Phife Dawg (Malik Taylor, the 5 Foot Freak) died on March 22, 2016. And yes, I am extremely saddened. A group that became a musical soundtrack for my youth lost one of its members. The impending trending topic and social media responses ensued. In fact, I saw so many different types of people worldwide give the exact same account: Phife Dawg helped them get through it.
What’s the worst part for me is that I found out he died early on my birthday (March 23, 2016).
Phife Dawg and The Effect Of This Day
I was actually looking forward to turning 38. Just the day before, a friend posted “Find A Way” for Facebook’s listening pleasure. Not for nothing, J. Dilla productions always put me at ease. This particular song always takes me back to the days of chilling on the yard ofAlabama State University during an energetic spring time. I wanted to thank my friend for activating such pleasant memories.
Now, I am resisting the urge to not that my feelings of mortality are overwhelming me.
Phife Dawg and the Resurrection of Fleeting Nostalgia
To be fair, it isn’t all sadness on this side of town. I am allowed to revel in the greatness and fashion trends from “Check The Rhyme”. Also, I get to remember how subtly sexual “Electric Relaxation” could capture ears enough to be TV show theme music. Even further, “Award Tour” allows me to call Phife Dawg “Dynomutt”. The flooding memories does have hints of happiness I will always hold onto.
Still, situations like this can bring an anxiety over me. Point blank: I am getting old. Realizing that the world is changing into a place I barely recognize causes a feeling of social dementia. Being within a space I am slowly becoming disconnected from is never a great feeling. I began to ask myself “Is there going to be anything identifiable of the world I exist in”?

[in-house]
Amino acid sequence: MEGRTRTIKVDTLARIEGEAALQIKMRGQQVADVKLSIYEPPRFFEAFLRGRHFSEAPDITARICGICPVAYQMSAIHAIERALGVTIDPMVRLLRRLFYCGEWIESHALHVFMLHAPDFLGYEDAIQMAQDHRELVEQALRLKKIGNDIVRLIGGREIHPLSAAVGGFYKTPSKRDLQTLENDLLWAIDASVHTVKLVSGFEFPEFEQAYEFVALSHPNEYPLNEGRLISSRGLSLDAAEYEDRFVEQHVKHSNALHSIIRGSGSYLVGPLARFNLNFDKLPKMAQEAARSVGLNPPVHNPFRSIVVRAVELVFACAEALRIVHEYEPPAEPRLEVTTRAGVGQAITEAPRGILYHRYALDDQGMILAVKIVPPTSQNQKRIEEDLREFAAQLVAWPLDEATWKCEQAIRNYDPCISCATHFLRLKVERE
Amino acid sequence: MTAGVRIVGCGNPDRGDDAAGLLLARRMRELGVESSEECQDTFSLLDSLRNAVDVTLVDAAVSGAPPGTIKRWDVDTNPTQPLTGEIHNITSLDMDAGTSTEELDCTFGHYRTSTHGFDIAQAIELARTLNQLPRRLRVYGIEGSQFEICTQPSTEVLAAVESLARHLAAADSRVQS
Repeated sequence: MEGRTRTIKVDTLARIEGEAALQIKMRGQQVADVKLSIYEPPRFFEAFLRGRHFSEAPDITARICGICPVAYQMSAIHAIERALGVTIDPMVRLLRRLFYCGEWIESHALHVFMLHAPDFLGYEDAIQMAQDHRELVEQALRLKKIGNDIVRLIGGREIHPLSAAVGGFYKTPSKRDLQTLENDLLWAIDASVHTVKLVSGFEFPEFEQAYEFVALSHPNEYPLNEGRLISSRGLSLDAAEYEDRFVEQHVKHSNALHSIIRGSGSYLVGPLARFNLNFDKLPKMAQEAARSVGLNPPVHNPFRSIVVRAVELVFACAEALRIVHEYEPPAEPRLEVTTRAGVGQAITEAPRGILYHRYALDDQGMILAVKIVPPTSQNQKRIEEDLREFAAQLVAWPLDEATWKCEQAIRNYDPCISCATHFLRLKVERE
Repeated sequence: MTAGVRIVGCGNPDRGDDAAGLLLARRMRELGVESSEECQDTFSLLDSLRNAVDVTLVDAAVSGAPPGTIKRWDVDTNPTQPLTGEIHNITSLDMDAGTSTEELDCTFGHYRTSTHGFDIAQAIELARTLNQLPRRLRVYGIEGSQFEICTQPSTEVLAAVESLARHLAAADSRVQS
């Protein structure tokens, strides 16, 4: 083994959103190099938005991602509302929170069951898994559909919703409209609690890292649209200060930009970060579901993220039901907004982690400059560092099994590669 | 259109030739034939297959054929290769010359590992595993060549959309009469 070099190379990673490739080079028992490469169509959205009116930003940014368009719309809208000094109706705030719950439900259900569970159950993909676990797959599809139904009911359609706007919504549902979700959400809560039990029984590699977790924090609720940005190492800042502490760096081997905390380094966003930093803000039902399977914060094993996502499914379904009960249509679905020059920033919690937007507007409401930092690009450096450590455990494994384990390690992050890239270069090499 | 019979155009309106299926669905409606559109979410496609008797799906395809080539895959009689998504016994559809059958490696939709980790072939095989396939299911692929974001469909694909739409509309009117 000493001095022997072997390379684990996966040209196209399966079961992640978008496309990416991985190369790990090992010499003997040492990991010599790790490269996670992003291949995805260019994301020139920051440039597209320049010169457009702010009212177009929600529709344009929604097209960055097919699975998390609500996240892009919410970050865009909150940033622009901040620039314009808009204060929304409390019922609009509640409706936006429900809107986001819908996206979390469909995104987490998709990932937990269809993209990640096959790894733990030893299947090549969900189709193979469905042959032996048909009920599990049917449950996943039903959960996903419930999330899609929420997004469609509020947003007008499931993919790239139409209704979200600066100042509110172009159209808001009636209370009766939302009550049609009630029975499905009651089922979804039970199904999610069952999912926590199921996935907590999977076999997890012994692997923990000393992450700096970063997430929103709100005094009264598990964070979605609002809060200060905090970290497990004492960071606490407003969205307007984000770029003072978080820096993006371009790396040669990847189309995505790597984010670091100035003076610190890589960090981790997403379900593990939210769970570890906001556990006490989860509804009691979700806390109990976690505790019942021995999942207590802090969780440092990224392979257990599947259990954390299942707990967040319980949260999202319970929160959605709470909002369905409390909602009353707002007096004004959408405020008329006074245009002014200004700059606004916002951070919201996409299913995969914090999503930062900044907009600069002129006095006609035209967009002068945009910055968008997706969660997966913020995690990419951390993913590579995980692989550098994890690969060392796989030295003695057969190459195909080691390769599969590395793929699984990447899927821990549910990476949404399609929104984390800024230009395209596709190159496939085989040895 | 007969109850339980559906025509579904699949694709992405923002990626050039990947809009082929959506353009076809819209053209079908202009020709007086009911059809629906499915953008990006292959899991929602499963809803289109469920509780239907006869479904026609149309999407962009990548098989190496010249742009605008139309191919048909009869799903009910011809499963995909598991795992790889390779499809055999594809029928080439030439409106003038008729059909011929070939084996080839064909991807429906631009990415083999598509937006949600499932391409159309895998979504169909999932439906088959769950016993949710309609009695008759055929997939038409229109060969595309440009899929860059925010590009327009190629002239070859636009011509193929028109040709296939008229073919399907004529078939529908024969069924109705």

Now, I fear the day and time where the social dementia may become too widespread. How many younger people will really appreciate that ATCQ dropped three arguable classics in a row? Will people truly appreciate that Phife Dawg’s increase in output directly affected ATCQ’s popularity, sales, and success? How many young hip hop heads will truly recite the enormous amounts of hip hop quotables from the 5 Foot Assassin? Are we going to allow his greatness to go down the drain with sweet memories?
And then there is the issue of being healthy. Phife was 45 years old and died from diabetes complications. My father also had diabetes, but he died at age 71. Still, I have seen so many other emcees and musicians die from health complications at their early to mid 40’s. Again: I just turned 38 years old. If I wasn’t the “workout warrior” that I have become, then I would be in the throngs of bad health myself.
Phife Dawg Lives Forever In Music?
I know some of these concerns may be farfetched. However, they are concerns nonetheless. In a time of attention deficits matched with lack of historical recollection, I tend to worry about times changing into the unrecognizable. Additionally, there are health concerns that come with my age range. In the end, I don’t ever want to lose the feelings Phife Dawg gave me because I fear the future culture curators won’t be able to remind me.